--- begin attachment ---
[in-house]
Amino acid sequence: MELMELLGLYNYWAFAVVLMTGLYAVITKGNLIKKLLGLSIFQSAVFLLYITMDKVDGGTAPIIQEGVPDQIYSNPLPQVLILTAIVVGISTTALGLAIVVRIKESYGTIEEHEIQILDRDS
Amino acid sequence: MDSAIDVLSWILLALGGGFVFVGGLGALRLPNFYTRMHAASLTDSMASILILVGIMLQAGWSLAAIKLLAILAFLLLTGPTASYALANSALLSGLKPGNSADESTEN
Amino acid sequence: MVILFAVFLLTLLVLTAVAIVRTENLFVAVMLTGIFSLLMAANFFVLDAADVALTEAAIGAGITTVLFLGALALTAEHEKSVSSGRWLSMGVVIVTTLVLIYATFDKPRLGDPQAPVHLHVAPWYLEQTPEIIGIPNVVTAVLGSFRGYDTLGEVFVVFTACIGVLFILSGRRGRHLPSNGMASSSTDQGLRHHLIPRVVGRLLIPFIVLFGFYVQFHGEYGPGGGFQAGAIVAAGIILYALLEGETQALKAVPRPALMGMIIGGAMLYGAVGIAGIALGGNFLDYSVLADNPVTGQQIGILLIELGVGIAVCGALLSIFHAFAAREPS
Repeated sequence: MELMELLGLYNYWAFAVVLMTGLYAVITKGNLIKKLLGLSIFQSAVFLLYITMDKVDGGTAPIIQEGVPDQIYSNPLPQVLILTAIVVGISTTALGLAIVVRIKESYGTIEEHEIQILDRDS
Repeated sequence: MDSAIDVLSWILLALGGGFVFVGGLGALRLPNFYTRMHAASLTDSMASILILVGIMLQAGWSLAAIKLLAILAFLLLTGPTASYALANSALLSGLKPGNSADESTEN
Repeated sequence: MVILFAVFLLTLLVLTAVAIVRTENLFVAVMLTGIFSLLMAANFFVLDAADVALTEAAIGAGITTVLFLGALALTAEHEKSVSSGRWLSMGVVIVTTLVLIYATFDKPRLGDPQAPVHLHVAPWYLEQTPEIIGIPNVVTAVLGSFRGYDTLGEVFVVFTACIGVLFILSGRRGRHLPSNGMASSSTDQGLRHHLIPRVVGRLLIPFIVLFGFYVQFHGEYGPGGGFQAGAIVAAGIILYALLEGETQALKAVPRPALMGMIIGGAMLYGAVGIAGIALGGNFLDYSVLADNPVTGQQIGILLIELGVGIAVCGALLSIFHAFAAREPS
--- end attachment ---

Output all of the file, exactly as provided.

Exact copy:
[in-house]
Amino acid sequence: MELMELLGLYNYWAFAVVLMTGLYAVITKGNLIKKLLGLSIFQSAVFLLYITMDKVDGGTAPIIQEGVPDQIYSNPLPQVLILTAIVVGISTTALGLAIVVRIKESYGTIEEHEIQILDRDS
Amino acid sequence: MDSAIDVLSWILLALGGGFVFVGGLGALRLPNFYTRMHAASLTDSMASILILVGIMLQAGWSLAAIKLLAILAFLLLTGPTASYALANSALLSGLKPGNSADESTEN
Amino acid sequence: MVILFAVFLLTLLVLTAVAIVRTENLFVAVMLTGIFSLLMAANFFVLDAADVALTEAAIGAGITTVLFLGALALTAEHEKSVSSGRWLSMGVVIVTTLVLIYATFDKPRLGDPQAPVHLHVAPWYLEQTPEIIGIPNVVTAVLGSFRGYDTLGEVFVVFTACIGVLFILSGRRGRHLPSNGMASSSTDQGLRHHLIPRVVGRLLIPFIVLFGFYVQFHGEYGPGGGFQAGAIVAAGIILYALLEGETQALKAVPRPALMGMIIGGAMLYGAVGIAGIALGGNFLDYSVLADNPVTGQQIGILLIELGVGIAVCGALLSIFHAFAAREPS
Repeated sequence: MELMELLGLYNYWAFAVVLMTGLYAVITKGNLIKKLLGLSIFQSAVFLLYITMDKVDGGTAPIIQEGVPDQIYSNPLPQVLILTAIVVGISTTALGLAIVVRIKESYGTIEEHEIQILDRDS
Repeated sequence: MDSAIDVLSWILLALGGGFVFVGGLGALRLPNFYTRMHAASLTDSMASILILVGIMLQAGWSLAAIKLLAILAFLLLTGPTASYALANSALLSGLKPGNSADESTEN
Repeated sequence: MVILFAVFLLTLLVLTAVAIVRTENLFVAVMLTGIFSLLMAANFFVLDAADVALTEAAIGAGITTVLFLGALALTAEHEKSVSSGRWLSMGVVIVTTLVLIYATFDKPRLGDPQAPVHLHVAPWYLEQTPEIIGIPNVVTAVLGSFRGYDTLGEVFVVFTACIGVLFILSGRRGRHLPSNGMASSSTDQGLRHHLIPRVVGRLLIPFIVLFGFYVQFHGEYGPGGGFQAGAIVAAGIILYALLEGETQALKAVPRPALMGMIIGGAMLYGAVGIAGIALGGNFLDYSVLADNPVTGQQIGILLIELGVGIAVCGALLSIFHAFAAREPS